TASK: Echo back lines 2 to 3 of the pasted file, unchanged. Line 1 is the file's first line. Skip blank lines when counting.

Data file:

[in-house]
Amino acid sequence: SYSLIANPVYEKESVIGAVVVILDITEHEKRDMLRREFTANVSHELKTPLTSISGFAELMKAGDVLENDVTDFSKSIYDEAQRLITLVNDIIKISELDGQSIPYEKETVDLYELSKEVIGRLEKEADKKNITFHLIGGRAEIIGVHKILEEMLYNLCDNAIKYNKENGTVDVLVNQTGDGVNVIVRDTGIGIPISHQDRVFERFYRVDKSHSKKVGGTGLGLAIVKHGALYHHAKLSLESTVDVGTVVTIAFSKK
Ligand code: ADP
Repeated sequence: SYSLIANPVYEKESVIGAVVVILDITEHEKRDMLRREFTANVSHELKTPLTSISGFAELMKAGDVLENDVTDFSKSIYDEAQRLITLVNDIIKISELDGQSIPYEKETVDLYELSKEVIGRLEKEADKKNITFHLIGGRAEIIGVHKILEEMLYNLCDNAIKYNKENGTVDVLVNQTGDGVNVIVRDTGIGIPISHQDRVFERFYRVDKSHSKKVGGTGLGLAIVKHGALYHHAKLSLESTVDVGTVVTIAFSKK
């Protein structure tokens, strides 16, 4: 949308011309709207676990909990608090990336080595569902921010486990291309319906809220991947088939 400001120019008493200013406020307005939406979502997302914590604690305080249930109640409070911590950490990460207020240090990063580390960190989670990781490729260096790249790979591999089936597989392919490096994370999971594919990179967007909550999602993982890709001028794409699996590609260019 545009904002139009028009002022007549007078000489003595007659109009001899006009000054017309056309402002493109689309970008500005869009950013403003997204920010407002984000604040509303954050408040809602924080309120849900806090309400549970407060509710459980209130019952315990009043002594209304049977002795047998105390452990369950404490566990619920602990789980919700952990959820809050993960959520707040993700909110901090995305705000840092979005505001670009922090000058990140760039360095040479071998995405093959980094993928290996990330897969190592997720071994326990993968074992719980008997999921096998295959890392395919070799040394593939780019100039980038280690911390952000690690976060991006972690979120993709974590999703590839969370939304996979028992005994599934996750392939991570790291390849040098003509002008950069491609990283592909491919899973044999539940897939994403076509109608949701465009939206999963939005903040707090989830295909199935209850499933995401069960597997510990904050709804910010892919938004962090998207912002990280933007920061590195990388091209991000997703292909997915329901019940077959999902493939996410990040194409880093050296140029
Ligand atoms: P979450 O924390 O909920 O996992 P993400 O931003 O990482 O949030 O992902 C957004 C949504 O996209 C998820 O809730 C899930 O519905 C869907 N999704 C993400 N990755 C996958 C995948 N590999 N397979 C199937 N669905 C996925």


Amino acid sequence: SYSLIANPVYEKESVIGAVVVILDITEHEKRDMLRREFTANVSHELKTPLTSISGFAELMKAGDVLENDVTDFSKSIYDEAQRLITLVNDIIKISELDGQSIPYEKETVDLYELSKEVIGRLEKEADKKNITFHLIGGRAEIIGVHKILEEMLYNLCDNAIKYNKENGTVDVLVNQTGDGVNVIVRDTGIGIPISHQDRVFERFYRVDKSHSKKVGGTGLGLAIVKHGALYHHAKLSLESTVDVGTVVTIAFSKK
Ligand code: ADP